Bow Season is Here

In years past the first weekend of October brought daytime highs from low 60s to low 70s. Overnight frosts were very atypical. Saturday the 5th was a chilly affair at the outset with temps just below freezing. A light film of frost coated the grass, not enough to make it crispy or blot out the still-green of the blades. The predicted high was low 50s. Autumn seems to have come early this year.

I put in two and half hours in the morning, bundled up in my stand as if it were opening weekend of regular season. I watched a doe and fawn walk by 50 yards away. Ten minutes later they walked back the same way and ten minutes after that they made the rounds again. That was it for stand activity that morning.

I settled into my evening stand location around 2:30 for long sit. It was a bit breezy with a few robust gusts but not the sort of wind that puts you at the precipice of sea sickness. Fifteen yards away a dilapidated platform stand, built among a tight cluster of large maples, creaked and yawed, shedding rotted fragments of two by four. About an hour and a half before sunset a healthy looking spike horn walked within range. If I really wanted to shoot I probably could have. But I don’t have much interest in shooting a spike. I’d much rather let them go and see what may become.

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The old, weathered platform stand. It’s been there as long as we’ve been hunting the property. Good deer stand locations can endure for a surprisingly long time. 

Sunday morning, my last sit of the trip, was more active. I was back in the tree by the old platform stand, the wind worse than the night before. The platform was making plenty of noise in the wind. I’ve never worried that one of those loud, stiff creaks would spook a deer. Long as that stand has been there, the deer must be used to it. The continuity of tree stands always amazes me. That stand had been built there no doubt because it was an active deer location. We’ve always had a stand there for the same reason.

I watched a doe and fawn creep through the edge of the brush behind me, then hook down to my right and turn to walk toward me. Just when they were on course to pass less than 20 yards in front of the stand they turned and walked away. 15 minutes later a buck with medium to small antlers and a good-sized body eased along in the brush following the same track as the doe and fawn. I lost sight of him behind a pair of large beeches and never laid eyes on him again. I called it quits at ten. At least the weather had improved. And I saw deer. Not the worst hunting trip I’ve had.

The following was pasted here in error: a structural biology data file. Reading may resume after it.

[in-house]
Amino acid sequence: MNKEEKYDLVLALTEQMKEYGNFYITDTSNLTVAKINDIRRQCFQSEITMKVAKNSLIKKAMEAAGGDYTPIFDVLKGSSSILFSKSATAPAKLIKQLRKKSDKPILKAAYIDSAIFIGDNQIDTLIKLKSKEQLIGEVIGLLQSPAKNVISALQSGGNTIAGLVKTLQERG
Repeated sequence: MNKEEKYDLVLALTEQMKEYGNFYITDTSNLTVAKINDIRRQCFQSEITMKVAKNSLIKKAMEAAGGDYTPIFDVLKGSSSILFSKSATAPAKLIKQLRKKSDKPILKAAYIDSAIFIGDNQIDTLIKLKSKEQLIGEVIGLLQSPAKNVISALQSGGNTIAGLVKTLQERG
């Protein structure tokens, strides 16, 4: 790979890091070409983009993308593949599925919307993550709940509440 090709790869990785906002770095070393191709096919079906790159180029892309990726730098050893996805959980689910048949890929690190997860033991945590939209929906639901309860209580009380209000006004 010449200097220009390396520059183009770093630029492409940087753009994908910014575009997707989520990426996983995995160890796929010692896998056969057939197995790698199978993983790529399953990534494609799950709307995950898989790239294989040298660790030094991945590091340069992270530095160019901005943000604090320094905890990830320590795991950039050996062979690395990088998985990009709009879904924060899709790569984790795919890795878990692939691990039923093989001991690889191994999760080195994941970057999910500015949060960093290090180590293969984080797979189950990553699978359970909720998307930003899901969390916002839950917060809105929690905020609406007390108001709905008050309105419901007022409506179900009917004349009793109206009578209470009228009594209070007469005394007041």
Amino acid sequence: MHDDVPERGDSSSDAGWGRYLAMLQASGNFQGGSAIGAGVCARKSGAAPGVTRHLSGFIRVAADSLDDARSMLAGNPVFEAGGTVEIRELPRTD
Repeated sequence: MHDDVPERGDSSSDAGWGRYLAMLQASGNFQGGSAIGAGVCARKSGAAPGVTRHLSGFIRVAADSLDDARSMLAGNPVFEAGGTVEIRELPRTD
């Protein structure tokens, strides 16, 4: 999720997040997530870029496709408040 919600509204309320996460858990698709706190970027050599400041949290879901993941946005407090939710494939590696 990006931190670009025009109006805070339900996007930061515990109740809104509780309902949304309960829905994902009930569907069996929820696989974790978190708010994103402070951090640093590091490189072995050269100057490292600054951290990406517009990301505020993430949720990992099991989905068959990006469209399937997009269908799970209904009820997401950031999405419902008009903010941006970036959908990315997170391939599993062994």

Fall weather has arrived in Southern Vermont and with the change trout fishing should get exciting soon. The browns and brookies will be going into spawning mode soon if they haven’t already and that means some aggressive fish willing to hit big streamers.

The temperature is dropping but unfortunately so is the water level. With these conditions the Manchester stretch of the Battenkill was a bit tough to fish. There was some rise activity from 6:45am until at least 8, but no obvious hatch that I could discern. Finding deeper pools and runs was the best bet due to the low water levels. On a positive note the cool daytime temperatures and overnight lows in the mid-40s to low 50s have kept the water temps cool. Water clarity was better than I would like. On the Battenkill a little bit of stain goes a long way to putting the odds in favor of the angler. After the next rain I think the fishing will improve significantly.


Low water on the Battenkill isn’t all that unusual for September. Normal flow would put water about half way up the rocky stream side on the right.